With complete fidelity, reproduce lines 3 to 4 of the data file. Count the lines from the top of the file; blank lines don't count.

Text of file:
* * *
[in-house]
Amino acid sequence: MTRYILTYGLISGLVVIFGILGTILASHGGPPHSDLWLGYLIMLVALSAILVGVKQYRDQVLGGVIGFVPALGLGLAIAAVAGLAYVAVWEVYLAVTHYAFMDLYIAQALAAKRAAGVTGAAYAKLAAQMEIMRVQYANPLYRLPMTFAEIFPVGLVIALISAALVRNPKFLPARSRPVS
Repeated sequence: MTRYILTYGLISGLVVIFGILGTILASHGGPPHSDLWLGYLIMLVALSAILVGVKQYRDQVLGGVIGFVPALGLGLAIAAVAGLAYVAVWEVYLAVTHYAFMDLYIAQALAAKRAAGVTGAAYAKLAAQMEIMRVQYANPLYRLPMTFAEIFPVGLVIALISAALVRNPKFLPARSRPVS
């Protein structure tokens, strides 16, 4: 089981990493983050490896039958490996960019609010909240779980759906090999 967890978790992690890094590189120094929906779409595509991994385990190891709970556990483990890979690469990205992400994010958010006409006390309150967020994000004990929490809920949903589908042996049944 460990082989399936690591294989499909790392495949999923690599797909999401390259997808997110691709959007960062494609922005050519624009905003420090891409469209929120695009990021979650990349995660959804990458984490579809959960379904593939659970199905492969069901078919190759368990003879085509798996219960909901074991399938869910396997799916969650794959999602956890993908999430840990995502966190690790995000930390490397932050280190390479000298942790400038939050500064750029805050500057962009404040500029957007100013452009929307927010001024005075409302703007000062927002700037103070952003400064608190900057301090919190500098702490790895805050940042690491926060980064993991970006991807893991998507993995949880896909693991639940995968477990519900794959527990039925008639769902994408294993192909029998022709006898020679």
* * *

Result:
Repeated sequence: MTRYILTYGLISGLVVIFGILGTILASHGGPPHSDLWLGYLIMLVALSAILVGVKQYRDQVLGGVIGFVPALGLGLAIAAVAGLAYVAVWEVYLAVTHYAFMDLYIAQALAAKRAAGVTGAAYAKLAAQMEIMRVQYANPLYRLPMTFAEIFPVGLVIALISAALVRNPKFLPARSRPVS
């Protein structure tokens, strides 16, 4: 089981990493983050490896039958490996960019609010909240779980759906090999 967890978790992690890094590189120094929906779409595509991994385990190891709970556990483990890979690469990205992400994010958010006409006390309150967020994000004990929490809920949903589908042996049944 460990082989399936690591294989499909790392495949999923690599797909999401390259997808997110691709959007960062494609922005050519624009905003420090891409469209929120695009990021979650990349995660959804990458984490579809959960379904593939659970199905492969069901078919190759368990003879085509798996219960909901074991399938869910396997799916969650794959999602956890993908999430840990995502966190690790995000930390490397932050280190390479000298942790400038939050500064750029805050500057962009404040500029957007100013452009929307927010001024005075409302703007000062927002700037103070952003400064608190900057301090919190500098702490790895805050940042690491926060980064993991970006991807893991998507993995949880896909693991639940995968477990519900794959527990039925008639769902994408294993192909029998022709006898020679």